Magazine article Church & State

Walton Foundation Pours Millions into School Voucher Crusade

Magazine article Church & State

Walton Foundation Pours Millions into School Voucher Crusade

Article excerpt

An Arkansas foundation formed by Wal-Mart founder Sam Walton continues to pour millions of dollars into the private school voucher movement.

According to the Arkansas Democrat, the Walton Family Foundation is now worth

nearly $1 billion and continues to grow. Established in 1987, it has enjoyed explosive growth. Walton, who died in 1992, left the foundation a trust worth $172 million that became its basis for operations.

While the foundation funds some museums, symphonies and community projects in Arkansas, the lion's share of its money goes to "school choice" initiatives. Recipients of Walton's largess include voucher front groups such as the American Education Reform Council, Floridians for School Choice, the Mackinac Center and the Milton and Rose D. Friedman Foundation.

Of the $66.5 million in grants the Walton Family Foundation distributed in 2000, $33.4 million went to fund the voucher movement, and $14.2 million went to charter schools or organizations supporting them. The foundation's largest single grant, $24.8 million, went to the Children's Scholarship Fund, a Washington, D.C.-based group that pays for tuition at religious and other private schools. (Fund backers hope the effort will convince politicians to support tax-subsidized voucher plans.)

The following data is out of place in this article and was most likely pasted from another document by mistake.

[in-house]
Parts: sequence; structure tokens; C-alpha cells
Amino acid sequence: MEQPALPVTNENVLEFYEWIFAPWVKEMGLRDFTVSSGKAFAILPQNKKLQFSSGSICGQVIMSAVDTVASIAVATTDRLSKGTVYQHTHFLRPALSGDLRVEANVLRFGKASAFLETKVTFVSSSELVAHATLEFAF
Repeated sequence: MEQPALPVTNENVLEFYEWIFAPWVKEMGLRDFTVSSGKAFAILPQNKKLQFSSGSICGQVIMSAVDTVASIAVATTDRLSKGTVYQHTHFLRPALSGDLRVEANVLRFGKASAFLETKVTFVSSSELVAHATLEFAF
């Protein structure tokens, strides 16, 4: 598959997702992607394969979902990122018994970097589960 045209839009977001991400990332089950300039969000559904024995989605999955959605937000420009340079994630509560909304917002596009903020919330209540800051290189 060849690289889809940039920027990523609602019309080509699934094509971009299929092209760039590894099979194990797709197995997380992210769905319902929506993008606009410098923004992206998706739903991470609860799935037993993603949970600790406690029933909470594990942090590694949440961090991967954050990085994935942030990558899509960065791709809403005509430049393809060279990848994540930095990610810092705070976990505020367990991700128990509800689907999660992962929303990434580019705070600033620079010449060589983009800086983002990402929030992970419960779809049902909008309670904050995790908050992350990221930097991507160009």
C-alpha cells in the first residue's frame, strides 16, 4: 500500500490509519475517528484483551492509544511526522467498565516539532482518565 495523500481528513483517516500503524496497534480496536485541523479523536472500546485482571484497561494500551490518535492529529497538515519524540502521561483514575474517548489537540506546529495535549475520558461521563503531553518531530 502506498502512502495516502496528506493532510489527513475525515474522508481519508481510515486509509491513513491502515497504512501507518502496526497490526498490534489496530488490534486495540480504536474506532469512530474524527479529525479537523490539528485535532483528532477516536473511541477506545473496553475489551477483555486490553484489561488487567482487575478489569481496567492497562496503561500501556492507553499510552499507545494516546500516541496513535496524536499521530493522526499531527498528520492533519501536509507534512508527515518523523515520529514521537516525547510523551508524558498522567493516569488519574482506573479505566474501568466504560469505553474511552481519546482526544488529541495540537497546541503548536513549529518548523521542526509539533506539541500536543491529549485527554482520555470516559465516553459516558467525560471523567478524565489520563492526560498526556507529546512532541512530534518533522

In other news about parochial school aid:

* Voucher strategists are looking for new approaches after the crushing defeat of two voucher referenda last November. According to the Family Research Council's Ed Facts bulletin, some voucher groups plan to push a "universal tax credit" instead. Under the proposal, parents, individual taxpayers and businesses would receive a dollar-for-dollar tax credit for money spent to pay for any student's private school tuition. Backers believe this proposal would skirt the church-state problems that have sunk some voucher plans in the courts. …

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